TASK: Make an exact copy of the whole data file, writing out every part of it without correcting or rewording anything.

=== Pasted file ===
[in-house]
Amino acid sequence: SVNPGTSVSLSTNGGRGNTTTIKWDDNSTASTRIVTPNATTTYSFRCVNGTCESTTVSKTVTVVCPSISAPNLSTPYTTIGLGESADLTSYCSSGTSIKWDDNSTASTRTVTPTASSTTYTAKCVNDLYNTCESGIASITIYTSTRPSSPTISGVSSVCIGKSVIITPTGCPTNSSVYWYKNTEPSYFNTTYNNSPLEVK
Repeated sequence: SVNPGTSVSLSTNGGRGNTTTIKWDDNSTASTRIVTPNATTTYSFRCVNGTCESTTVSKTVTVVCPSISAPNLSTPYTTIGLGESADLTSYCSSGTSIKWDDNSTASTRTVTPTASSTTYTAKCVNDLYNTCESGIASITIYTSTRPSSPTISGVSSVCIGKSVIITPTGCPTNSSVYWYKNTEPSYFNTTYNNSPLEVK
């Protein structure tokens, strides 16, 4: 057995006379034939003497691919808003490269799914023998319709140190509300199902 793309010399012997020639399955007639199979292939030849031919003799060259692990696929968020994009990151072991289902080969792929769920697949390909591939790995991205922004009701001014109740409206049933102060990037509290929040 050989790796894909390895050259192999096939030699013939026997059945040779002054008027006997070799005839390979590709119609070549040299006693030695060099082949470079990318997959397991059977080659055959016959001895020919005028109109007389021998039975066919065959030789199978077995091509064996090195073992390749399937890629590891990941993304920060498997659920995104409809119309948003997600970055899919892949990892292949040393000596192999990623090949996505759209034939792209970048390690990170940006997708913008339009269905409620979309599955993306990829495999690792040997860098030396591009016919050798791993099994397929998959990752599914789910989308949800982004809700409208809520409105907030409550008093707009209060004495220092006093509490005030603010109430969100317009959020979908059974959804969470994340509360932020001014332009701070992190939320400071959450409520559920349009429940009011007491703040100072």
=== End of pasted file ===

[in-house]
Amino acid sequence: SVNPGTSVSLSTNGGRGNTTTIKWDDNSTASTRIVTPNATTTYSFRCVNGTCESTTVSKTVTVVCPSISAPNLSTPYTTIGLGESADLTSYCSSGTSIKWDDNSTASTRTVTPTASSTTYTAKCVNDLYNTCESGIASITIYTSTRPSSPTISGVSSVCIGKSVIITPTGCPTNSSVYWYKNTEPSYFNTTYNNSPLEVK
Repeated sequence: SVNPGTSVSLSTNGGRGNTTTIKWDDNSTASTRIVTPNATTTYSFRCVNGTCESTTVSKTVTVVCPSISAPNLSTPYTTIGLGESADLTSYCSSGTSIKWDDNSTASTRTVTPTASSTTYTAKCVNDLYNTCESGIASITIYTSTRPSSPTISGVSSVCIGKSVIITPTGCPTNSSVYWYKNTEPSYFNTTYNNSPLEVK
């Protein structure tokens, strides 16, 4: 057995006379034939003497691919808003490269799914023998319709140190509300199902 793309010399012997020639399955007639199979292939030849031919003799060259692990696929968020994009990151072991289902080969792929769920697949390909591939790995991205922004009701001014109740409206049933102060990037509290929040 050989790796894909390895050259192999096939030699013939026997059945040779002054008027006997070799005839390979590709119609070549040299006693030695060099082949470079990318997959397991059977080659055959016959001895020919005028109109007389021998039975066919065959030789199978077995091509064996090195073992390749399937890629590891990941993304920060498997659920995104409809119309948003997600970055899919892949990892292949040393000596192999990623090949996505759209034939792209970048390690990170940006997708913008339009269905409620979309599955993306990829495999690792040997860098030396591009016919050798791993099994397929998959990752599914789910989308949800982004809700409208809520409105907030409550008093707009209060004495220092006093509490005030603010109430969100317009959020979908059974959804969470994340509360932020001014332009701070992190939320400071959450409520559920349009429940009011007491703040100072």